Ms. Deborah Newman: Yes, I have. In terms of the exercise of the superintendent, I am absolutely confident as the deputy that it’s fair and reasonable and exercised in a fair and reasonable way. I am, as deputy, briefed on these cases. There are very, very few; they’re in a very small minority.
There is an appeal process available, and it is the tribunal, and they will make the decision that they see fit. The job of the ministry is to ensure that we’re providing the kind of oversight to private career colleges that protects students and to exercise the superintendent’s discretion in a very fair and reasonable way. As I say, as deputy, I’m fully satisfied that that’s the case.
Mr. Randy Hillier: I’m really amazed that, if you’ve read that decision, you’ve come to that conclusion. I’ve read that decision, and there was very little interaction between the MTCU and that college before its licence was indeed suspended—very little interaction. To suspend and really destroy somebody’s livelihood and disrupt so many students on hearsay, without providing an opportunity for more extensive discussion, and recognizing whether those complaints were indeed legitimate—I find it very difficult to believe, Deputy, that you’ve read that and you’ve come to the—
Ms. Deborah Newman: Mr. Hillier, you asked a question about whether we had systems and processes in place, and I’ve answered that. If you want to get into the particulars of this case, I would invite Mr. Scott to respond to those.
Mr. Randy Hillier: But what we can see is that what you have in place, your check and balance, is at a moment in time when it is too late to provide protection to the college—which is also protection to the student. It’s too late. By the time you go to the appeal, that college is already—when we’re talking about the suspension of the licence. If it’s an appeal on a fine or some regulatory matter, dotting the i’s and crossing the t’s, I’ll grant you that that’s a fine system, but when it comes to destroying a business and disrupting all the students who contributed and paid their tuition, that mechanism is not robust, by any means. That mechanism is not acceptable. It doesn’t provide a level of justice for either the students or the college.
The Chair (Mr. Garfield Dunlop): Two minutes left in this round, Mr. Hillier.
Mr. Randy Hillier: Minister, I’d like to go to the College of Trades, which is a new announcement, and there’s some new activity happening there. The College of Trades—I’ll read a little comment here from Mr. Cameron: “What the College of Trades needs to ensure is that everything is transparent and fair. This needs to be a non-political thing. We are here for apprenticeships and not here for our constituent groups.”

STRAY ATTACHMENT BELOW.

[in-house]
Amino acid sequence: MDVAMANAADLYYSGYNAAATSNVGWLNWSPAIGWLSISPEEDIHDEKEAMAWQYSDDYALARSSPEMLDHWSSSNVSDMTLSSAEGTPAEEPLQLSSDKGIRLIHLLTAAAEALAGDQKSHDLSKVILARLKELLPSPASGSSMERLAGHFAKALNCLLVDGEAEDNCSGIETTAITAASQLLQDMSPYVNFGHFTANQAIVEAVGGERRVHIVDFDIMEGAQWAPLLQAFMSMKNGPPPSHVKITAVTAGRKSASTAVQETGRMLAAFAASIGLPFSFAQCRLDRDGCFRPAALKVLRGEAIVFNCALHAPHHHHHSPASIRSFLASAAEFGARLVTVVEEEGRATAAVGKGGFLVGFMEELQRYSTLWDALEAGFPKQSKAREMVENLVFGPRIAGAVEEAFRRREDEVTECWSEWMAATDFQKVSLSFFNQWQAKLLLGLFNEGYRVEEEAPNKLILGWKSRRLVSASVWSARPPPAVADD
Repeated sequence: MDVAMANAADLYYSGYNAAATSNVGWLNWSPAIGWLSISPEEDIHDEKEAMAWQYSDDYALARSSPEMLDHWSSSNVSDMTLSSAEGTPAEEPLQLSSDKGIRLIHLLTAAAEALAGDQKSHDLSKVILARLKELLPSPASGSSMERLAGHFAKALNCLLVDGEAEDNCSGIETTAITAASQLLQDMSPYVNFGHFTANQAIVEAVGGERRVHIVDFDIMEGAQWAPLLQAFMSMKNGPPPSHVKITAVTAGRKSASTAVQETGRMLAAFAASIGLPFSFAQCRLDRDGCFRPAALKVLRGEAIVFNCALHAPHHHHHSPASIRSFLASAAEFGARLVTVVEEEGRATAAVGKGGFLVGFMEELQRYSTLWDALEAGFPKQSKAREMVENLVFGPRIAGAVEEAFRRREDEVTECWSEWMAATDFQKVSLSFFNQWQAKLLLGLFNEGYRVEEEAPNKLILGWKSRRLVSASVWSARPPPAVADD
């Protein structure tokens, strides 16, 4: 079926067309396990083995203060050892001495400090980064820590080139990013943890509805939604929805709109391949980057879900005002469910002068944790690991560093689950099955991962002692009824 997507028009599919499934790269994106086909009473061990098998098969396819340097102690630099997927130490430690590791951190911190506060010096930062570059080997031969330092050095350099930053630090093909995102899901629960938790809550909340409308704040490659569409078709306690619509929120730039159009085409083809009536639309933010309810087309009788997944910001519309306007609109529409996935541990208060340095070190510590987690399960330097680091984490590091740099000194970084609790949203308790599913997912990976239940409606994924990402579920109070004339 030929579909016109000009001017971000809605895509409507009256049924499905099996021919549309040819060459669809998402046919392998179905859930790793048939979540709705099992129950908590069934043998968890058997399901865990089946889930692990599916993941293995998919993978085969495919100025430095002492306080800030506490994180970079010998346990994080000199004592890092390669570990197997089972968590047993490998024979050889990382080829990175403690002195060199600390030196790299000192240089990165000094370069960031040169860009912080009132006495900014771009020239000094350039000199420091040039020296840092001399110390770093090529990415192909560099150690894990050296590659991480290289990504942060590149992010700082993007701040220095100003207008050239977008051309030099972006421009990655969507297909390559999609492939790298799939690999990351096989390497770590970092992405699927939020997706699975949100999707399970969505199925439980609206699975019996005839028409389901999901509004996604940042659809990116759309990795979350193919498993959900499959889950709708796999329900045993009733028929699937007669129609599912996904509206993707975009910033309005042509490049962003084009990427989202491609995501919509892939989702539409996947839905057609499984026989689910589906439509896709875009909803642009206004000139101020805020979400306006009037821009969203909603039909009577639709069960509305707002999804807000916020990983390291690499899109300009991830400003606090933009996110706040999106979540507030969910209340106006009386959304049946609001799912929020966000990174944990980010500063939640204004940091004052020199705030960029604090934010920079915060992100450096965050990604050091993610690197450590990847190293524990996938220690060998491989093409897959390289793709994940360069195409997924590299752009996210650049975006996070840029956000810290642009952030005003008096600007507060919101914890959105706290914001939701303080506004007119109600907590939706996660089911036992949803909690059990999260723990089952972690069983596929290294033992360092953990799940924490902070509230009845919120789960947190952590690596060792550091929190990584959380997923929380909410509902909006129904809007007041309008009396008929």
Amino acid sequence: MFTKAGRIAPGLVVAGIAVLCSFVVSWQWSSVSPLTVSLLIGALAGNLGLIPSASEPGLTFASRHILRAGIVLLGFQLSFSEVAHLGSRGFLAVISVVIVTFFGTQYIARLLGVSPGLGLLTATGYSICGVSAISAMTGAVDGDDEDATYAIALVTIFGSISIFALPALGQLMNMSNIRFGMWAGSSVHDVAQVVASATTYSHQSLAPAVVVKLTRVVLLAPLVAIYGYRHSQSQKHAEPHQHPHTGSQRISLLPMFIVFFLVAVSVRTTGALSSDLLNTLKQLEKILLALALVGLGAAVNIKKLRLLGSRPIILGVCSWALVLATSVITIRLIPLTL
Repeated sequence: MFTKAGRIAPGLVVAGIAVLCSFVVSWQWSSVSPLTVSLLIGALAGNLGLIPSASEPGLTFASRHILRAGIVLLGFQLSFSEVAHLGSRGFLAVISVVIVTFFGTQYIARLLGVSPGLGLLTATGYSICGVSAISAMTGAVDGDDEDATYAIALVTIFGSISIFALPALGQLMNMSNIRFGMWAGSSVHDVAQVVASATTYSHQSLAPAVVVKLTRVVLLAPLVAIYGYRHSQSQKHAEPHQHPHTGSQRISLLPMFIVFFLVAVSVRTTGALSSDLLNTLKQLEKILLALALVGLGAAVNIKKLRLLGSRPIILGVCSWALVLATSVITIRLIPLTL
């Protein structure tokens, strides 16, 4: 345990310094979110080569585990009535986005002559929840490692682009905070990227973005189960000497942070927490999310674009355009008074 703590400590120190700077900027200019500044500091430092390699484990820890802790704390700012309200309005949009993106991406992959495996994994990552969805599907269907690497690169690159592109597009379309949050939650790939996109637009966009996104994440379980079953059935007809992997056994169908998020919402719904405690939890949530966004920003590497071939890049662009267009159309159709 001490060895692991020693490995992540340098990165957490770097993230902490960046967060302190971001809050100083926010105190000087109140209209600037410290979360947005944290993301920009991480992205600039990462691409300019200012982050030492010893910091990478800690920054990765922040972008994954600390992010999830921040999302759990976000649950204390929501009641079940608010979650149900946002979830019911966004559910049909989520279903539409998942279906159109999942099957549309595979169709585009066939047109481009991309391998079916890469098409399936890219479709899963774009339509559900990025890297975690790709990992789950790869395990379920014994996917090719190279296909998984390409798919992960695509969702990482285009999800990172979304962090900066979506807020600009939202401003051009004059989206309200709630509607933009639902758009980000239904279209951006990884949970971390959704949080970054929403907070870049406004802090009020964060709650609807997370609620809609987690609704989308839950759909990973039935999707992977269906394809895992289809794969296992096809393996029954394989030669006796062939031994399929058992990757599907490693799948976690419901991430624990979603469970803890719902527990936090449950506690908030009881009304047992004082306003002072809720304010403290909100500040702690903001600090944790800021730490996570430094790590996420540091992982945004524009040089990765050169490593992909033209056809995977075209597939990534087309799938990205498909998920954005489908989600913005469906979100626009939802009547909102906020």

We know that Pat Dillon, head of the Working Families Coalition, is now part of the College of Trades, and the same with Colin Heslop from the Canadian Auto Workers, Hugh Laird from the interior systems contractors, Scott Macivor—also a former CEO of the Ontario Construction Secretariat, which was headed up by Pat Dillon. We know that Pat Dillon and Working Families and the unions—these are all union people who are on the College of Trades—provided over $5 million to your party in campaign support in the last election. It’s certainly pretty clear that the statement that this need not be a political group has been politicized by your appointments to the College of Trades—
The Chair (Mr. Garfield Dunlop): Mr. Hillier, that rounds up this 20 minutes. You’ll have to pick up on it after.
Now to the third party: Mr. Marchese.
Mr. Rosario Marchese: Minister, I touched on the issue of lobbyists 20 minutes ago. You know that we have been decrying the tremendous proliferation of lobbyists in the province and the use of public dollars to hire, and to pay well, a lot of these lobbyists to contact us, particularly you and the Premier and other folk.
What is clear is that you agree that these lobbyists ought not to be lobbying you. The Minister of Health agrees. The Premier agrees. The auditor pointed out that it’s a flagrant abuse of public dollars. We all agree. Even Mr. Chiarelli, the now minister, said that he supports the government’s so-called crackdown, because lately, apparently, it has spiralled out of control.
Do you agree with Mr. Chiarelli’s assessment that the number of lobbyists from the public sector has increased under the McGuinty government’s watch?